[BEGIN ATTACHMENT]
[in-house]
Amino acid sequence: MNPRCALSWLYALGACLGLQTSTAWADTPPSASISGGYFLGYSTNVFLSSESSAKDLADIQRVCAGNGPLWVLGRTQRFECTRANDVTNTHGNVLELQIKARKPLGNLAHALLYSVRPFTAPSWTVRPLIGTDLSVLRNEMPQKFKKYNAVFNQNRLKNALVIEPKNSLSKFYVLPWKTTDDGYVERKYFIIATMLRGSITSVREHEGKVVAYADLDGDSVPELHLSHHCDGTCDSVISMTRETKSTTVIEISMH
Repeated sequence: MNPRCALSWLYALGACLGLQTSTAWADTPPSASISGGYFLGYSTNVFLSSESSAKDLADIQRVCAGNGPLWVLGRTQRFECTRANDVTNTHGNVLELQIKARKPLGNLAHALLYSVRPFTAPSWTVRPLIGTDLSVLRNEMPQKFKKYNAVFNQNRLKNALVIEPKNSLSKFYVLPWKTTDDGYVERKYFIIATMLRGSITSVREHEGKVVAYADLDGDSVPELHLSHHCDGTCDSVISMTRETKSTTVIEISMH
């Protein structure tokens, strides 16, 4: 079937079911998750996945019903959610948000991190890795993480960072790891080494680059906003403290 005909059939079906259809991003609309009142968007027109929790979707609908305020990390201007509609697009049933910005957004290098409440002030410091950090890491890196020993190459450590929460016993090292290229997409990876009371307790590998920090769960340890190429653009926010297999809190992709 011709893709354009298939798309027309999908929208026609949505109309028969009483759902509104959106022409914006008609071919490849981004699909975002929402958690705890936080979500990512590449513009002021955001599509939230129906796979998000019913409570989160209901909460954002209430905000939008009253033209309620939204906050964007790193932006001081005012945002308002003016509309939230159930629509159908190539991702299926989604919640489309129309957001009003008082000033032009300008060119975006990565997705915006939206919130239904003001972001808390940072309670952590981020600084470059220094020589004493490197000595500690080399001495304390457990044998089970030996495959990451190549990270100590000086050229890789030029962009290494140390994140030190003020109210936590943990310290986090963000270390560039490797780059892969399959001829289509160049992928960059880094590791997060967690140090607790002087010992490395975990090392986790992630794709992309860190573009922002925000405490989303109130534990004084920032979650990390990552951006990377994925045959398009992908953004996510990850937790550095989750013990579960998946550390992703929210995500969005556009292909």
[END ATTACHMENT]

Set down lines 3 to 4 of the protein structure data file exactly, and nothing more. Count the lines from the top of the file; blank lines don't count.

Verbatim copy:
Repeated sequence: MNPRCALSWLYALGACLGLQTSTAWADTPPSASISGGYFLGYSTNVFLSSESSAKDLADIQRVCAGNGPLWVLGRTQRFECTRANDVTNTHGNVLELQIKARKPLGNLAHALLYSVRPFTAPSWTVRPLIGTDLSVLRNEMPQKFKKYNAVFNQNRLKNALVIEPKNSLSKFYVLPWKTTDDGYVERKYFIIATMLRGSITSVREHEGKVVAYADLDGDSVPELHLSHHCDGTCDSVISMTRETKSTTVIEISMH
């Protein structure tokens, strides 16, 4: 079937079911998750996945019903959610948000991190890795993480960072790891080494680059906003403290 005909059939079906259809991003609309009142968007027109929790979707609908305020990390201007509609697009049933910005957004290098409440002030410091950090890491890196020993190459450590929460016993090292290229997409990876009371307790590998920090769960340890190429653009926010297999809190992709 011709893709354009298939798309027309999908929208026609949505109309028969009483759902509104959106022409914006008609071919490849981004699909975002929402958690705890936080979500990512590449513009002021955001599509939230129906796979998000019913409570989160209901909460954002209430905000939008009253033209309620939204906050964007790193932006001081005012945002308002003016509309939230159930629509159908190539991702299926989604919640489309129309957001009003008082000033032009300008060119975006990565997705915006939206919130239904003001972001808390940072309670952590981020600084470059220094020589004493490197000595500690080399001495304390457990044998089970030996495959990451190549990270100590000086050229890789030029962009290494140390994140030190003020109210936590943990310290986090963000270390560039490797780059892969399959001829289509160049992928960059880094590791997060967690140090607790002087010992490395975990090392986790992630794709992309860190573009922002925000405490989303109130534990004084920032979650990390990552951006990377994925045959398009992908953004996510990850937790550095989750013990579960998946550390992703929210995500969005556009292909």